Suite in D Minor – Robert de Visée



Robert de Visée (Arr. by Eugène den Hoed)

Iduna 0102 17 pp.

An old favorite that deserves a revival.

Karl Scheit (1909-1993) often found himself in the firing line. In the May 1955 edition of BMG, Jack Duarte (as he was then known) published a review of Scheit’s London recital from the March of that year. Even by Duarte’s outspoken standards, the criticism was unusually blistering. Over the next two decades, as Scheit’s published editions became ever more abundant, there was much harrumphing over such eccentricities as his penchant for adding slurs to transcriptions of 16th-century lute music. (I referred to this myself as recently as the October 2014 Classical Guitar.) Then there were Scheit’s fingerings, which gave every impression of having been devised by someone unfamiliar with the workings of the human hand.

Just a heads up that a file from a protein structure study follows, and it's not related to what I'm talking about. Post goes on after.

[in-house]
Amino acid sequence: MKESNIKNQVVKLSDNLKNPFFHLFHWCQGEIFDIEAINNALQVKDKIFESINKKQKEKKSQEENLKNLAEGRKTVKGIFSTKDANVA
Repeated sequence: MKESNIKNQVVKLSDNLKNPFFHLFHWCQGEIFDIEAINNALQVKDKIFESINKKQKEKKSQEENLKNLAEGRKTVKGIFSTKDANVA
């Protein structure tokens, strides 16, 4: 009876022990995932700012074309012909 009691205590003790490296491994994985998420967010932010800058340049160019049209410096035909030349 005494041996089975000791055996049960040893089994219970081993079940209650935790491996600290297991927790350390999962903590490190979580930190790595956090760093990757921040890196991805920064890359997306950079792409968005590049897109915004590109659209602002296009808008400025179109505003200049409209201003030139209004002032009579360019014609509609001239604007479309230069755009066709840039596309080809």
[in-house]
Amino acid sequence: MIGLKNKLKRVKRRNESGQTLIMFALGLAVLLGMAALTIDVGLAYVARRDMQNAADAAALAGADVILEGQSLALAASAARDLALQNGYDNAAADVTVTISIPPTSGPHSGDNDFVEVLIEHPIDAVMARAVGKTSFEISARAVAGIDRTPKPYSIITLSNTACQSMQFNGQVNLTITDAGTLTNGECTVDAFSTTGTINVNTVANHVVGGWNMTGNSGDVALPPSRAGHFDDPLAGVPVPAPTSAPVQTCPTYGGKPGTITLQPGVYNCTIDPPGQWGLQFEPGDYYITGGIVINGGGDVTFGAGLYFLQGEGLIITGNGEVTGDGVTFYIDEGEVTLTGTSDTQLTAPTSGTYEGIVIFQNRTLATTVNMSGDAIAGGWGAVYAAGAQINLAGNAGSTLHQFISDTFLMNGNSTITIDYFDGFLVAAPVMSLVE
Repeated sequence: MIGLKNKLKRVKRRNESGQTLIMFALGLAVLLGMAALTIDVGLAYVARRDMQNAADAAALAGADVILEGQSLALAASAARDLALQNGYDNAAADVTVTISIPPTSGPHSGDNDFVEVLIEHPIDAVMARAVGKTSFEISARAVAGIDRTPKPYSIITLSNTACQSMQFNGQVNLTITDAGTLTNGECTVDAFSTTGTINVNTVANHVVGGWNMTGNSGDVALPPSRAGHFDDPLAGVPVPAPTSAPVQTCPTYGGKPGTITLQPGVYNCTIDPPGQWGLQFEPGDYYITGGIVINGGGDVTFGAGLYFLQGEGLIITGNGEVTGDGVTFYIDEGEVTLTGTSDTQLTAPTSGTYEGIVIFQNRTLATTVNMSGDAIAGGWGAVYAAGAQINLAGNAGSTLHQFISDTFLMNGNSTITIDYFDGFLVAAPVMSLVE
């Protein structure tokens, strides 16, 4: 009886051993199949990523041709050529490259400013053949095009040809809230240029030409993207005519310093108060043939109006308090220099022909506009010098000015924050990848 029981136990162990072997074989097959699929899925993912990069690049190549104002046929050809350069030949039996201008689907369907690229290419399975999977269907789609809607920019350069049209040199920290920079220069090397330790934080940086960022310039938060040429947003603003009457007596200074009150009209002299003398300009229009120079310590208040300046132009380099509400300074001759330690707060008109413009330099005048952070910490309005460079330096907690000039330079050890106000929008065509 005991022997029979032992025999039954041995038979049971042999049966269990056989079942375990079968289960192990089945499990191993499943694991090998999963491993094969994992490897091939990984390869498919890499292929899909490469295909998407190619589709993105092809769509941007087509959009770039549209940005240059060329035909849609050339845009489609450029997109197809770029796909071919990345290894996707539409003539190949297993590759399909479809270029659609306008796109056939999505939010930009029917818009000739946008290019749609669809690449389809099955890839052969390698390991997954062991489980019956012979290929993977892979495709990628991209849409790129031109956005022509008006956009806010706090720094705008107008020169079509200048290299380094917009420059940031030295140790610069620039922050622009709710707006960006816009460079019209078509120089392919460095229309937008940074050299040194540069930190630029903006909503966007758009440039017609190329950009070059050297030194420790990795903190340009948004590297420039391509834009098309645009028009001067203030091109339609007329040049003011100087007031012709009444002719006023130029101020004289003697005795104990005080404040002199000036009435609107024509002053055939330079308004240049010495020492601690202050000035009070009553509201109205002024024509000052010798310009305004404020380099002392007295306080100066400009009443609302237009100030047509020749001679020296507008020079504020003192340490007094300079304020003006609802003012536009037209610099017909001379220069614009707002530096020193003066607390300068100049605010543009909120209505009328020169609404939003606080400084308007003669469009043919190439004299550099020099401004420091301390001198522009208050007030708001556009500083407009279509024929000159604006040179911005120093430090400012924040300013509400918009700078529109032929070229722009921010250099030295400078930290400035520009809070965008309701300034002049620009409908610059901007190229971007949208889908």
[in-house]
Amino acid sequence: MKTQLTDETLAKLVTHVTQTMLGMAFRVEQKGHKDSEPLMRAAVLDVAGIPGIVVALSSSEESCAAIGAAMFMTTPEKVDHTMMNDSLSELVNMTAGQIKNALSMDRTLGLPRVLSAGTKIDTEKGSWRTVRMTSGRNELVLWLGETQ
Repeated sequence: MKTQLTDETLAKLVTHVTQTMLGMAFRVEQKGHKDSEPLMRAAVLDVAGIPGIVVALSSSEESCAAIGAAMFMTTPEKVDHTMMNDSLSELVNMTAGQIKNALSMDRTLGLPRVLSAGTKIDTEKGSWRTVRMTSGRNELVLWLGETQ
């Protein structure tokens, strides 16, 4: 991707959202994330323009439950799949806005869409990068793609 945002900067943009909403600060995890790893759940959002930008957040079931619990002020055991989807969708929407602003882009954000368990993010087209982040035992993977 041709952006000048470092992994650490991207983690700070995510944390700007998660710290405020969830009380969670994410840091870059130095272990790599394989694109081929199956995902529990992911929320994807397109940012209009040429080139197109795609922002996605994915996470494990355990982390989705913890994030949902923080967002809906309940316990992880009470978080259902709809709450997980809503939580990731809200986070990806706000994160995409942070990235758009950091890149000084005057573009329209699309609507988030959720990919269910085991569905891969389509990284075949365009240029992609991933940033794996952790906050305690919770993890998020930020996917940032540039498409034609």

But let it also be noted that Scheit’s arrangement of the Visée’s Suite in D minor, which clearly formed the unacknowledged basis for the 1966 Bream recording, is dated 1944. This almost places Scheit on a chronological par with Emilio Pujol as a pioneering figure in the rediscovery of the modern guitar’s hitherto neglected forebears.

Scheit is again denied a credit in this curiously bound publication dating back to 2011 since the very fact that Eugene den Hoed uses Scheit’s revised order of movements and, like Scheit, skips the “Passacaille” altogether, leaves no doubt as to his source. Essentially, what this Netherlands-based guitarist/arranger provides is jazzed-up Scheit, followed by his own highly elaborate embellishments written out in full in the repeats. If memory serves, Leo Brouwer performed a similarly ornate Suite in D minor during a BBC broadcast in the late ’70s.

Eugene den Hoed’s efforts succeed, in that his trills and twiddles, although often tricky, are always playable and, unlike Scheit, his fingerings actually work. For reasons known only to him, he adds Italian tempo markings (but not metronome speeds) to all the movements, including the “Prelude.” This is an offense of which Scheit was sometimes guilty but, ironically, not in Suite in D minor. A pleasingly individualistic take on an old favorite that deserves a revival.